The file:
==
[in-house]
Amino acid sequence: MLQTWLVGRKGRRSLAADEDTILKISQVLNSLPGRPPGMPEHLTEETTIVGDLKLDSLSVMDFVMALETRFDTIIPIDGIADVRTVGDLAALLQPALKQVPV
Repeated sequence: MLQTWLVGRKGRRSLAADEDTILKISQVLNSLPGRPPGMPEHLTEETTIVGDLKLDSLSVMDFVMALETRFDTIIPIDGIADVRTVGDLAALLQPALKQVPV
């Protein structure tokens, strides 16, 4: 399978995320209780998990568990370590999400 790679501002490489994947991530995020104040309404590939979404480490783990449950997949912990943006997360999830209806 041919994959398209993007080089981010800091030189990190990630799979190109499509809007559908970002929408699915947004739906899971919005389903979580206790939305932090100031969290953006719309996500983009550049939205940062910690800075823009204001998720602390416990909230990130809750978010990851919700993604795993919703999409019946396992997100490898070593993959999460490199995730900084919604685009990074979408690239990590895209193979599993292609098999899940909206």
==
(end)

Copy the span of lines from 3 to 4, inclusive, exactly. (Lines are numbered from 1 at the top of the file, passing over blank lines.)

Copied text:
Repeated sequence: MLQTWLVGRKGRRSLAADEDTILKISQVLNSLPGRPPGMPEHLTEETTIVGDLKLDSLSVMDFVMALETRFDTIIPIDGIADVRTVGDLAALLQPALKQVPV
């Protein structure tokens, strides 16, 4: 399978995320209780998990568990370590999400 790679501002490489994947991530995020104040309404590939979404480490783990449950997949912990943006997360999830209806 041919994959398209993007080089981010800091030189990190990630799979190109499509809007559908970002929408699915947004739906899971919005389903979580206790939305932090100031969290953006719309996500983009550049939205940062910690800075823009204001998720602390416990909230990130809750978010990851919700993604795993919703999409019946396992997100490898070593993959999460490199995730900084919604685009990074979408690239990590895209193979599993292609098999899940909206």